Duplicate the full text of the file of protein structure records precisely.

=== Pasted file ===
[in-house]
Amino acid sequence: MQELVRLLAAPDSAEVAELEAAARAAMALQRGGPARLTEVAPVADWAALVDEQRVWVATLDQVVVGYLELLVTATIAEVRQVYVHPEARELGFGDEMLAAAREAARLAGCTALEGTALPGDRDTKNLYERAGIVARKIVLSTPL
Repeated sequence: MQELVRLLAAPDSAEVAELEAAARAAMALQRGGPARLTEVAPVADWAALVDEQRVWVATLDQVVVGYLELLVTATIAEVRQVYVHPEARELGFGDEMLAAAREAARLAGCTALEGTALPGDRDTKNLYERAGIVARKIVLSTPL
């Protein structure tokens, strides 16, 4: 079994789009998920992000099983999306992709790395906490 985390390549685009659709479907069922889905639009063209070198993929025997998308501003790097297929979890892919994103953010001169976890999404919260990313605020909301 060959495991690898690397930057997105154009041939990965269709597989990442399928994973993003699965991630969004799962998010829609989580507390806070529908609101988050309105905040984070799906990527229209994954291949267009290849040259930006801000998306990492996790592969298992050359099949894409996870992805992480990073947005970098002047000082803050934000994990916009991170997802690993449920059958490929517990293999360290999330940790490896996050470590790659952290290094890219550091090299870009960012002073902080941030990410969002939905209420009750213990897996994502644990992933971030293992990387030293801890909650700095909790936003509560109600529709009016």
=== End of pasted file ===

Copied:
[in-house]
Amino acid sequence: MQELVRLLAAPDSAEVAELEAAARAAMALQRGGPARLTEVAPVADWAALVDEQRVWVATLDQVVVGYLELLVTATIAEVRQVYVHPEARELGFGDEMLAAAREAARLAGCTALEGTALPGDRDTKNLYERAGIVARKIVLSTPL
Repeated sequence: MQELVRLLAAPDSAEVAELEAAARAAMALQRGGPARLTEVAPVADWAALVDEQRVWVATLDQVVVGYLELLVTATIAEVRQVYVHPEARELGFGDEMLAAAREAARLAGCTALEGTALPGDRDTKNLYERAGIVARKIVLSTPL
């Protein structure tokens, strides 16, 4: 079994789009998920992000099983999306992709790395906490 985390390549685009659709479907069922889905639009063209070198993929025997998308501003790097297929979890892919994103953010001169976890999404919260990313605020909301 060959495991690898690397930057997105154009041939990965269709597989990442399928994973993003699965991630969004799962998010829609989580507390806070529908609101988050309105905040984070799906990527229209994954291949267009290849040259930006801000998306990492996790592969298992050359099949894409996870992805992480990073947005970098002047000082803050934000994990916009991170997802690993449920059958490929517990293999360290999330940790490896996050470590790659952290290094890219550091090299870009960012002073902080941030990410969002939905209420009750213990897996994502644990992933971030293992990387030293801890909650700095909790936003509560109600529709009016």